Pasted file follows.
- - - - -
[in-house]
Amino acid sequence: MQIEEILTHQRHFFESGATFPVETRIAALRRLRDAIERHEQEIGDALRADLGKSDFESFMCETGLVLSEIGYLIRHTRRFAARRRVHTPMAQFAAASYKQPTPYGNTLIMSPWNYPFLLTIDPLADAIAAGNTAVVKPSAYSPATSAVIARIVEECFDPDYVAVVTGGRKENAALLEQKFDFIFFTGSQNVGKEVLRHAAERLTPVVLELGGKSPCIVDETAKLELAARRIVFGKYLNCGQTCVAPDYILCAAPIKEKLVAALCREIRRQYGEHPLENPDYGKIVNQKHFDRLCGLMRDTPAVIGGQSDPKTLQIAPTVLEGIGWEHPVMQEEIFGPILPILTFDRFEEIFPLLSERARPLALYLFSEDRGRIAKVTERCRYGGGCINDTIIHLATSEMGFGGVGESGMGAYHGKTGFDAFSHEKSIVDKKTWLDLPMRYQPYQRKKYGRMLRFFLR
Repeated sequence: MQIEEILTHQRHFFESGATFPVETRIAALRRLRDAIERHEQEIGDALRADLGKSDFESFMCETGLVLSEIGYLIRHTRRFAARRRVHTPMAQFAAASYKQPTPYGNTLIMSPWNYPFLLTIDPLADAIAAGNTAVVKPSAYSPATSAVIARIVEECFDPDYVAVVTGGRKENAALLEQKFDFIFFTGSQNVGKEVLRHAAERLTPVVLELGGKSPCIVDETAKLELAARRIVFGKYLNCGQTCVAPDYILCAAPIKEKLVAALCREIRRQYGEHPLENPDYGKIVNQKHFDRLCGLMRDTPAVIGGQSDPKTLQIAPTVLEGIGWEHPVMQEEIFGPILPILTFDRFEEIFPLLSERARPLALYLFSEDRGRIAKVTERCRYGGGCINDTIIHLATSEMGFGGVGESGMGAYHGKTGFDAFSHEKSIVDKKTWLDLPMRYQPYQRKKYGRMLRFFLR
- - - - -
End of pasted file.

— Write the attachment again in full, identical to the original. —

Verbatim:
[in-house]
Amino acid sequence: MQIEEILTHQRHFFESGATFPVETRIAALRRLRDAIERHEQEIGDALRADLGKSDFESFMCETGLVLSEIGYLIRHTRRFAARRRVHTPMAQFAAASYKQPTPYGNTLIMSPWNYPFLLTIDPLADAIAAGNTAVVKPSAYSPATSAVIARIVEECFDPDYVAVVTGGRKENAALLEQKFDFIFFTGSQNVGKEVLRHAAERLTPVVLELGGKSPCIVDETAKLELAARRIVFGKYLNCGQTCVAPDYILCAAPIKEKLVAALCREIRRQYGEHPLENPDYGKIVNQKHFDRLCGLMRDTPAVIGGQSDPKTLQIAPTVLEGIGWEHPVMQEEIFGPILPILTFDRFEEIFPLLSERARPLALYLFSEDRGRIAKVTERCRYGGGCINDTIIHLATSEMGFGGVGESGMGAYHGKTGFDAFSHEKSIVDKKTWLDLPMRYQPYQRKKYGRMLRFFLR
Repeated sequence: MQIEEILTHQRHFFESGATFPVETRIAALRRLRDAIERHEQEIGDALRADLGKSDFESFMCETGLVLSEIGYLIRHTRRFAARRRVHTPMAQFAAASYKQPTPYGNTLIMSPWNYPFLLTIDPLADAIAAGNTAVVKPSAYSPATSAVIARIVEECFDPDYVAVVTGGRKENAALLEQKFDFIFFTGSQNVGKEVLRHAAERLTPVVLELGGKSPCIVDETAKLELAARRIVFGKYLNCGQTCVAPDYILCAAPIKEKLVAALCREIRRQYGEHPLENPDYGKIVNQKHFDRLCGLMRDTPAVIGGQSDPKTLQIAPTVLEGIGWEHPVMQEEIFGPILPILTFDRFEEIFPLLSERARPLALYLFSEDRGRIAKVTERCRYGGGCINDTIIHLATSEMGFGGVGESGMGAYHGKTGFDAFSHEKSIVDKKTWLDLPMRYQPYQRKKYGRMLRFFLR